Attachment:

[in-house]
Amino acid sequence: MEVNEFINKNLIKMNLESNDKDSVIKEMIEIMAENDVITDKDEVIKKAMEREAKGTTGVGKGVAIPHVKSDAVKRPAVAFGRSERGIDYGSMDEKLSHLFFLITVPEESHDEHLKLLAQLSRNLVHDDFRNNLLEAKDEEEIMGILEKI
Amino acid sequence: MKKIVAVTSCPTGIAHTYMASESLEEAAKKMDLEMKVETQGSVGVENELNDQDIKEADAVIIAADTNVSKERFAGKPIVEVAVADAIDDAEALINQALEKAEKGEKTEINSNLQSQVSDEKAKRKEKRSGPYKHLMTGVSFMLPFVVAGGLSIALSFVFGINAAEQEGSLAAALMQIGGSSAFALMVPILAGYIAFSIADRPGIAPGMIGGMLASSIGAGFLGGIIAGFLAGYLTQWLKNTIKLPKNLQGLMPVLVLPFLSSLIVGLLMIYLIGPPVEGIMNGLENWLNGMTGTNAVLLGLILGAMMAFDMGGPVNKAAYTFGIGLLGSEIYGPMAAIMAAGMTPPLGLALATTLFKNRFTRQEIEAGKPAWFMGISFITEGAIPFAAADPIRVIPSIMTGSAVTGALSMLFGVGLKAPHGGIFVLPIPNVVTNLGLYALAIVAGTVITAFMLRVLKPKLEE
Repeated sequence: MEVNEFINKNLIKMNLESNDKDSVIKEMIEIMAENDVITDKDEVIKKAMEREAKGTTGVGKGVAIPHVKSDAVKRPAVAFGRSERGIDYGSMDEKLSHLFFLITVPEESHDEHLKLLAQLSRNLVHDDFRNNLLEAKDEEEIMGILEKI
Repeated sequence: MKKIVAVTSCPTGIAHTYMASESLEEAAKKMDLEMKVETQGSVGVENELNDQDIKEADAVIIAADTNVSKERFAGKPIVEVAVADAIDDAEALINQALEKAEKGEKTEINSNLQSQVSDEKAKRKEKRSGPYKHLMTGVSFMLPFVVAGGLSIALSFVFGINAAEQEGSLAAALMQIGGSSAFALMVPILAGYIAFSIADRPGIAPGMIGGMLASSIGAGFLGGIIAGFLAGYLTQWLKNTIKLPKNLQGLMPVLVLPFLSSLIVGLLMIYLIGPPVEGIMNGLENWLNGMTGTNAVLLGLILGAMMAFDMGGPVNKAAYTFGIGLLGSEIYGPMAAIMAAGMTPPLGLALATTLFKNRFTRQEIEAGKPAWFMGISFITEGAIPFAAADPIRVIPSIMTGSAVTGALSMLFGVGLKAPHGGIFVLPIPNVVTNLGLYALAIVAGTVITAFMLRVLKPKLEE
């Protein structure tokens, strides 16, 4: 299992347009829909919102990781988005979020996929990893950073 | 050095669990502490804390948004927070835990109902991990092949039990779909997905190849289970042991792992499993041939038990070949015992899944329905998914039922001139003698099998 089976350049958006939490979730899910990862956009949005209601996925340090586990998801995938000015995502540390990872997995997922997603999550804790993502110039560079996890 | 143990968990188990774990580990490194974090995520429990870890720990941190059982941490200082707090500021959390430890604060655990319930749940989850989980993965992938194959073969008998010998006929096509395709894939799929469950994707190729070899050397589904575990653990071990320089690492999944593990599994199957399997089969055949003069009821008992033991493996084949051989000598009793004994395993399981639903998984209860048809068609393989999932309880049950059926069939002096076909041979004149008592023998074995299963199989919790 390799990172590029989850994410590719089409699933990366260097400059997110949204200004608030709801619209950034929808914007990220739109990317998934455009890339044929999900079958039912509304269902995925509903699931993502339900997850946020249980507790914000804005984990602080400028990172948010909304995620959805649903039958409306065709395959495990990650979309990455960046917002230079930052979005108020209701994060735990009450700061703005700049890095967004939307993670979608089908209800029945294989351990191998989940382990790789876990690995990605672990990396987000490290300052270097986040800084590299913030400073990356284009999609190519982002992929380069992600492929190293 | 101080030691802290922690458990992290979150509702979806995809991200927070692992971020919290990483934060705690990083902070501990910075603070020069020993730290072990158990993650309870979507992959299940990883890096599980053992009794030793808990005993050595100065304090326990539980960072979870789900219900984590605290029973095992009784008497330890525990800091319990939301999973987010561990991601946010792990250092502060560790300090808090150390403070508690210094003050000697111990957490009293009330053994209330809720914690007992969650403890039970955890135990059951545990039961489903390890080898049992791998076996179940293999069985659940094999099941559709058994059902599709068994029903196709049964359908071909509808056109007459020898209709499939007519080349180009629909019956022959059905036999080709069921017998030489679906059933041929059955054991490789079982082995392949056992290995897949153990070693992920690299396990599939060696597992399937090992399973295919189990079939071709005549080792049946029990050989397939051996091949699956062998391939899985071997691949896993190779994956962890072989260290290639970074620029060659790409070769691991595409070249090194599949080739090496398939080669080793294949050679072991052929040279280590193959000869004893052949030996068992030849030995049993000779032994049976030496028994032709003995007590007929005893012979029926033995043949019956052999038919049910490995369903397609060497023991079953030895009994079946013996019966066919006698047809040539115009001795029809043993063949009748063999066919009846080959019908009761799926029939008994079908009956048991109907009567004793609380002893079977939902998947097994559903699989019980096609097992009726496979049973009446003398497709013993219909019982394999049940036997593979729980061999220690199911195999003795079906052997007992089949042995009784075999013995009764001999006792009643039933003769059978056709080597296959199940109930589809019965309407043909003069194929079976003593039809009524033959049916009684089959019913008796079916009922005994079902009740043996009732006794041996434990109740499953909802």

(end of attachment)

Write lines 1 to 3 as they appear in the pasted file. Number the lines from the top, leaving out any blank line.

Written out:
[in-house]
Amino acid sequence: MEVNEFINKNLIKMNLESNDKDSVIKEMIEIMAENDVITDKDEVIKKAMEREAKGTTGVGKGVAIPHVKSDAVKRPAVAFGRSERGIDYGSMDEKLSHLFFLITVPEESHDEHLKLLAQLSRNLVHDDFRNNLLEAKDEEEIMGILEKI
Amino acid sequence: MKKIVAVTSCPTGIAHTYMASESLEEAAKKMDLEMKVETQGSVGVENELNDQDIKEADAVIIAADTNVSKERFAGKPIVEVAVADAIDDAEALINQALEKAEKGEKTEINSNLQSQVSDEKAKRKEKRSGPYKHLMTGVSFMLPFVVAGGLSIALSFVFGINAAEQEGSLAAALMQIGGSSAFALMVPILAGYIAFSIADRPGIAPGMIGGMLASSIGAGFLGGIIAGFLAGYLTQWLKNTIKLPKNLQGLMPVLVLPFLSSLIVGLLMIYLIGPPVEGIMNGLENWLNGMTGTNAVLLGLILGAMMAFDMGGPVNKAAYTFGIGLLGSEIYGPMAAIMAAGMTPPLGLALATTLFKNRFTRQEIEAGKPAWFMGISFITEGAIPFAAADPIRVIPSIMTGSAVTGALSMLFGVGLKAPHGGIFVLPIPNVVTNLGLYALAIVAGTVITAFMLRVLKPKLEE